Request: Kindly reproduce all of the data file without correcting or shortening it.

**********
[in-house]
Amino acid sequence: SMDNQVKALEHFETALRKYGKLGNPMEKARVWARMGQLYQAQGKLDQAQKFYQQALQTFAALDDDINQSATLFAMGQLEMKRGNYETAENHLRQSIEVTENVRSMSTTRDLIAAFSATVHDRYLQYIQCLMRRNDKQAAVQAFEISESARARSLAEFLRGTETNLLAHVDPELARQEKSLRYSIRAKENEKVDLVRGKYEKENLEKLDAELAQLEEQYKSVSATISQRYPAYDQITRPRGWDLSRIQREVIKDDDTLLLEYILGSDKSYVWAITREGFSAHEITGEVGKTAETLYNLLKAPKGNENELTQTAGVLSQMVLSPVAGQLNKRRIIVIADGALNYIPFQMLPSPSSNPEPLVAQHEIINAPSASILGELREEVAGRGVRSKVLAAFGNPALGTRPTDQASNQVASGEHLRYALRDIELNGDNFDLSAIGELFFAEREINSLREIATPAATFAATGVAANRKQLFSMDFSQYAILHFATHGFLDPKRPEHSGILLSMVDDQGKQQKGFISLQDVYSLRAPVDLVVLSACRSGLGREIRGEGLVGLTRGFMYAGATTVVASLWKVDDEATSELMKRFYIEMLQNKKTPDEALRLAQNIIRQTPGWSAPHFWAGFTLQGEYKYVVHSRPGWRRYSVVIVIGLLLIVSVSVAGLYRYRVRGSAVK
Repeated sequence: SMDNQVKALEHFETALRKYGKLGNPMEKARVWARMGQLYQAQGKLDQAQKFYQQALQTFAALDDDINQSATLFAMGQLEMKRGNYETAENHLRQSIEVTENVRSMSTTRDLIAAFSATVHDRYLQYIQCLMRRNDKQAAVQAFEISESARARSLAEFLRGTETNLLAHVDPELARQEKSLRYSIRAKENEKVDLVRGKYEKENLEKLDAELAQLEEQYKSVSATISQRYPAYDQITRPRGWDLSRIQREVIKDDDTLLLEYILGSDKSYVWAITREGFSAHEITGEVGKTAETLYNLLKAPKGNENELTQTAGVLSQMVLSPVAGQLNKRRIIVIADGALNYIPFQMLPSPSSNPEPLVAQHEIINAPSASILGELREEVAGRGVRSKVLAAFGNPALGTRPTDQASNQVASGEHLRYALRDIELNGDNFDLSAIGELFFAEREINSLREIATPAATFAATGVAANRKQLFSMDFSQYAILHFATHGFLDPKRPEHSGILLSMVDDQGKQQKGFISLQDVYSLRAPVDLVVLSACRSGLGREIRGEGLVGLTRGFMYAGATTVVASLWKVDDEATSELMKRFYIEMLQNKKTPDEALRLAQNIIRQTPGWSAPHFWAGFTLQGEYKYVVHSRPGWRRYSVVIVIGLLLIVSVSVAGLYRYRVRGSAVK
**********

[in-house]
Amino acid sequence: SMDNQVKALEHFETALRKYGKLGNPMEKARVWARMGQLYQAQGKLDQAQKFYQQALQTFAALDDDINQSATLFAMGQLEMKRGNYETAENHLRQSIEVTENVRSMSTTRDLIAAFSATVHDRYLQYIQCLMRRNDKQAAVQAFEISESARARSLAEFLRGTETNLLAHVDPELARQEKSLRYSIRAKENEKVDLVRGKYEKENLEKLDAELAQLEEQYKSVSATISQRYPAYDQITRPRGWDLSRIQREVIKDDDTLLLEYILGSDKSYVWAITREGFSAHEITGEVGKTAETLYNLLKAPKGNENELTQTAGVLSQMVLSPVAGQLNKRRIIVIADGALNYIPFQMLPSPSSNPEPLVAQHEIINAPSASILGELREEVAGRGVRSKVLAAFGNPALGTRPTDQASNQVASGEHLRYALRDIELNGDNFDLSAIGELFFAEREINSLREIATPAATFAATGVAANRKQLFSMDFSQYAILHFATHGFLDPKRPEHSGILLSMVDDQGKQQKGFISLQDVYSLRAPVDLVVLSACRSGLGREIRGEGLVGLTRGFMYAGATTVVASLWKVDDEATSELMKRFYIEMLQNKKTPDEALRLAQNIIRQTPGWSAPHFWAGFTLQGEYKYVVHSRPGWRRYSVVIVIGLLLIVSVSVAGLYRYRVRGSAVK
Repeated sequence: SMDNQVKALEHFETALRKYGKLGNPMEKARVWARMGQLYQAQGKLDQAQKFYQQALQTFAALDDDINQSATLFAMGQLEMKRGNYETAENHLRQSIEVTENVRSMSTTRDLIAAFSATVHDRYLQYIQCLMRRNDKQAAVQAFEISESARARSLAEFLRGTETNLLAHVDPELARQEKSLRYSIRAKENEKVDLVRGKYEKENLEKLDAELAQLEEQYKSVSATISQRYPAYDQITRPRGWDLSRIQREVIKDDDTLLLEYILGSDKSYVWAITREGFSAHEITGEVGKTAETLYNLLKAPKGNENELTQTAGVLSQMVLSPVAGQLNKRRIIVIADGALNYIPFQMLPSPSSNPEPLVAQHEIINAPSASILGELREEVAGRGVRSKVLAAFGNPALGTRPTDQASNQVASGEHLRYALRDIELNGDNFDLSAIGELFFAEREINSLREIATPAATFAATGVAANRKQLFSMDFSQYAILHFATHGFLDPKRPEHSGILLSMVDDQGKQQKGFISLQDVYSLRAPVDLVVLSACRSGLGREIRGEGLVGLTRGFMYAGATTVVASLWKVDDEATSELMKRFYIEMLQNKKTPDEALRLAQNIIRQTPGWSAPHFWAGFTLQGEYKYVVHSRPGWRRYSVVIVIGLLLIVSVSVAGLYRYRVRGSAVK